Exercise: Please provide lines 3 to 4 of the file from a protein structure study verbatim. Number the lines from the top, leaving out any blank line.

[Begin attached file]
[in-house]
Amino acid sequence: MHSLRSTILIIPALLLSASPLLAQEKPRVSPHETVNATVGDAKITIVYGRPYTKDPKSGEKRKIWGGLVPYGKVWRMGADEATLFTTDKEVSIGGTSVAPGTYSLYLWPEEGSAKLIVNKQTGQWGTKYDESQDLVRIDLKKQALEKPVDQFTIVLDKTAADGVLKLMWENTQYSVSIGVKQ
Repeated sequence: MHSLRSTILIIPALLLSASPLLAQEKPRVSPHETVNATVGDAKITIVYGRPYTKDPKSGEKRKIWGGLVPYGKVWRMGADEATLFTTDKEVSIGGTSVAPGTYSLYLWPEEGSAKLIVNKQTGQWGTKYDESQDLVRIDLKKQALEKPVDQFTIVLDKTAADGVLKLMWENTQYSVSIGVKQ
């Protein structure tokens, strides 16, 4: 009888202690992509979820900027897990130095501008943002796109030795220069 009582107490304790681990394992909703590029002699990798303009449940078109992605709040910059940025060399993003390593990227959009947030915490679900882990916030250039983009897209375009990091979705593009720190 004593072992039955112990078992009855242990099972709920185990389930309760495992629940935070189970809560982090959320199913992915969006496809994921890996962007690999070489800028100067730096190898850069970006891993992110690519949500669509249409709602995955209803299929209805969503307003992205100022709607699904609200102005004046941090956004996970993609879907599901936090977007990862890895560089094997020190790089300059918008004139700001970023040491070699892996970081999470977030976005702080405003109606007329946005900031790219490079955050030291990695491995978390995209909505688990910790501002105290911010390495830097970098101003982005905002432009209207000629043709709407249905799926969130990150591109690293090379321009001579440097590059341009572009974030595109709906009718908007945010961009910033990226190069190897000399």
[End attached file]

Repeated sequence: MHSLRSTILIIPALLLSASPLLAQEKPRVSPHETVNATVGDAKITIVYGRPYTKDPKSGEKRKIWGGLVPYGKVWRMGADEATLFTTDKEVSIGGTSVAPGTYSLYLWPEEGSAKLIVNKQTGQWGTKYDESQDLVRIDLKKQALEKPVDQFTIVLDKTAADGVLKLMWENTQYSVSIGVKQ
């Protein structure tokens, strides 16, 4: 009888202690992509979820900027897990130095501008943002796109030795220069 009582107490304790681990394992909703590029002699990798303009449940078109992605709040910059940025060399993003390593990227959009947030915490679900882990916030250039983009897209375009990091979705593009720190 004593072992039955112990078992009855242990099972709920185990389930309760495992629940935070189970809560982090959320199913992915969006496809994921890996962007690999070489800028100067730096190898850069970006891993992110690519949500669509249409709602995955209803299929209805969503307003992205100022709607699904609200102005004046941090956004996970993609879907599901936090977007990862890895560089094997020190790089300059918008004139700001970023040491070699892996970081999470977030976005702080405003109606007329946005900031790219490079955050030291990695491995978390995209909505688990910790501002105290911010390495830097970098101003982005905002432009209207000629043709709407249905799926969130990150591109690293090379321009001579440097590059341009572009974030595109709906009718908007945010961009910033990226190069190897000399």